It has been a long time since I last spoke about OpenID. Today I would like to draw your attention to a tiny problem, which I found among several OpenID solutions. The problem is indeed tiny but the overall outcome is concerning.

CSRF – It comes very handy. It seams that no matter how much you talk about it, very few pay attention on the problem. And it is not a problem that you can afford to have. And among the XSS issues, which most OpenID libraries have, CSRF (Cross-site Request Forgery) seams to be the most pervasive form of attack.

When it comes to OpenID, it seams that developers forget about CSRF, or they just don’t want to simply deal with it, mainly because OpenID is not straightforward type of technology. As you probably know, the OpenID authentication stage happens over two channels: one hidden from the user, and one top (visible) channel for authorization purposes mainly. Because the process seems to be kind of obscured, CSRF issues are often taken very lightly and widely ignored.

Instead of showing you examples with real, live systems, rather unethical as you may guess, I would like to show you an example of an account hijack technique which is currently present inside one of the few WordPress OpenID plugins. However, keep in mind that I am trying to outline a widely-spread issue rather then to disclose a bug. Therefore, you can safely assume that this form of attack is also applicable to many other systems. This is how it goes.

Once you login into the WordPress OpenID plugin user page, you can add an OpenID url for the current user login. This URL can be used later to login into the WordPress instance, without typing your username and password, bur rather using a 3rd party server, your OpenID provider, to verify who you are. Unfortunately, the user administration form is vulnerable to CSRF attack. Saying that, attackers can easily, add their own OpenID url and as such authenticate without the need for credentials. Let’s examine the form structure:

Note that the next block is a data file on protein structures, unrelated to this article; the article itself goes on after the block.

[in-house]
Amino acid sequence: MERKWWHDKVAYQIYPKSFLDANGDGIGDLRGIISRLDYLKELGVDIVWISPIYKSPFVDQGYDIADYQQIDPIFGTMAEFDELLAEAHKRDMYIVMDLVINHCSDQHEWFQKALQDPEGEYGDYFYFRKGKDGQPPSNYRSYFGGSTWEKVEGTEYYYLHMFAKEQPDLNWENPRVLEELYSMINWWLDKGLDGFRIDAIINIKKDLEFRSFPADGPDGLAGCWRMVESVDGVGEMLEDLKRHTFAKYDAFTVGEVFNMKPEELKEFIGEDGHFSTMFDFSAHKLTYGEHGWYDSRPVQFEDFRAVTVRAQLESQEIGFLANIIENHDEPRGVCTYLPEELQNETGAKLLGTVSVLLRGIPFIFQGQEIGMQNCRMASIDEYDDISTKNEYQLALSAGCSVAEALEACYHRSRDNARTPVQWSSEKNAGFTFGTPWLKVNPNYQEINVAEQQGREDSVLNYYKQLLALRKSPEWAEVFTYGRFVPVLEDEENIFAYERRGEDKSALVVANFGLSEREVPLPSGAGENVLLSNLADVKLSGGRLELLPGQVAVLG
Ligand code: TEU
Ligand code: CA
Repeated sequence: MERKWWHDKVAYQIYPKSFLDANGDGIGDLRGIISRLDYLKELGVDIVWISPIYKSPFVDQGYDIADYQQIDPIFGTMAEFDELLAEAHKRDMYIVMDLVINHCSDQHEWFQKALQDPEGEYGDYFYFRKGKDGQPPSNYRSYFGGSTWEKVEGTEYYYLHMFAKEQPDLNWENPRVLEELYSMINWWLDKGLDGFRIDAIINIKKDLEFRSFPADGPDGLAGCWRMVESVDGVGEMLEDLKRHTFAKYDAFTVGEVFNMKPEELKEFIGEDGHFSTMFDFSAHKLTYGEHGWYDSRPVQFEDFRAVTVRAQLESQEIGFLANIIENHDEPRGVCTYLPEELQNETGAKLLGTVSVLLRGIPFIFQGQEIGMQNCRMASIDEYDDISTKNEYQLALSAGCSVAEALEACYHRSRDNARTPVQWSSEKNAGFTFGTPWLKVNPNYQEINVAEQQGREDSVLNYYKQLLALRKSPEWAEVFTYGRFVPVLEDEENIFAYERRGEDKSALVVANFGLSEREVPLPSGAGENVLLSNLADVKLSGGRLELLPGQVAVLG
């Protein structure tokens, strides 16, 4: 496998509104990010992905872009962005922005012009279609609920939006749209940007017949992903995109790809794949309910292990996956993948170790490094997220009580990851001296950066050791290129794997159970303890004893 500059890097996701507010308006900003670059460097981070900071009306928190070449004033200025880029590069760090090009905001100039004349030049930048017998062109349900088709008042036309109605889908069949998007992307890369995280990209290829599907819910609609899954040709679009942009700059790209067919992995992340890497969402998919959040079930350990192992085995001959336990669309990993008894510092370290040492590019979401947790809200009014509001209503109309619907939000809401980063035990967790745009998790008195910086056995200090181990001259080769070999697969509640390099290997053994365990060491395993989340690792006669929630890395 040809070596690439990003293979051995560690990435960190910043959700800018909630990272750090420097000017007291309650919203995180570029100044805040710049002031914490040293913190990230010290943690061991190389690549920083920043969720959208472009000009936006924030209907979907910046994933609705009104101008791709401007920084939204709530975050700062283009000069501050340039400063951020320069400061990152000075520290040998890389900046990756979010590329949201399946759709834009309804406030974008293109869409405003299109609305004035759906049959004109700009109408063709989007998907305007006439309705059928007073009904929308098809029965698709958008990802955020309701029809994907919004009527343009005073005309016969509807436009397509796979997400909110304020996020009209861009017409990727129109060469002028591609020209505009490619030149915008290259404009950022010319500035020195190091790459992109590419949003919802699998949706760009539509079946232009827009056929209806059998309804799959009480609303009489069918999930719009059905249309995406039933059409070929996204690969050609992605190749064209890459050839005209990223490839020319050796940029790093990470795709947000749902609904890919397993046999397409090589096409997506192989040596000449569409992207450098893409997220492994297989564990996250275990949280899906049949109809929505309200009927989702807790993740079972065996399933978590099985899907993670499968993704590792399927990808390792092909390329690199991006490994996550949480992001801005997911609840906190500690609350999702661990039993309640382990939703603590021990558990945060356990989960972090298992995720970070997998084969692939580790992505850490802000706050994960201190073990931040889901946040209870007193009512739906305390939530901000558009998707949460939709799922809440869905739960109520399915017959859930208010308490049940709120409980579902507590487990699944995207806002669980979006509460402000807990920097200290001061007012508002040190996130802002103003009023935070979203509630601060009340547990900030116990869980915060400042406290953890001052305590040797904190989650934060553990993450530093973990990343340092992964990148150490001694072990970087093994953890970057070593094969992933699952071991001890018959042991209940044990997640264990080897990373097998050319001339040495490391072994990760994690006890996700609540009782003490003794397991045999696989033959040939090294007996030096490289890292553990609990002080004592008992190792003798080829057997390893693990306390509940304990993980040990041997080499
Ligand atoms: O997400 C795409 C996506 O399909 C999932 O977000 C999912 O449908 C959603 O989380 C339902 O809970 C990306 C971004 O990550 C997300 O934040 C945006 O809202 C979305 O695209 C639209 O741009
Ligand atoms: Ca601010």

<form method="post">Add identity:
    <input id="openid_url" name="openid_url" />
    <input type="submit" value="Add" />
    <input type="hidden" name="action" value="add_identity" >
</form>

It is obvious that there is nothing there to prevent CSRF attacks. Once the attacker supplies a URL for the openid_url field, the page will redirect to the OpenID provider specified by that URL, authenticate and return back to the original position. Given the fact, that the OpenID provider is controlled by the attacker, btw. everyone can host their own OpenID provider, the attack is very trivial to pull. Once this URL is stored within the plugin database, the attacker will be able to authenticate with the attacked blog without any sort of authorization whatsoever.

I hope that you understand the impact of this issue as it is one of the main things you will see when you deal with OpenID enabled systems. OpenID does make life easier bur if you don’t implement the infrastructure properly, you are asking for some serious trouble. BTW, the vulnerability, which I so lightly covered in this post, is not due to a coding mistake within the plugin itself, bur rather then a bug that exists within the main support library, which is one of the most popular OpenID libraries available in the wild.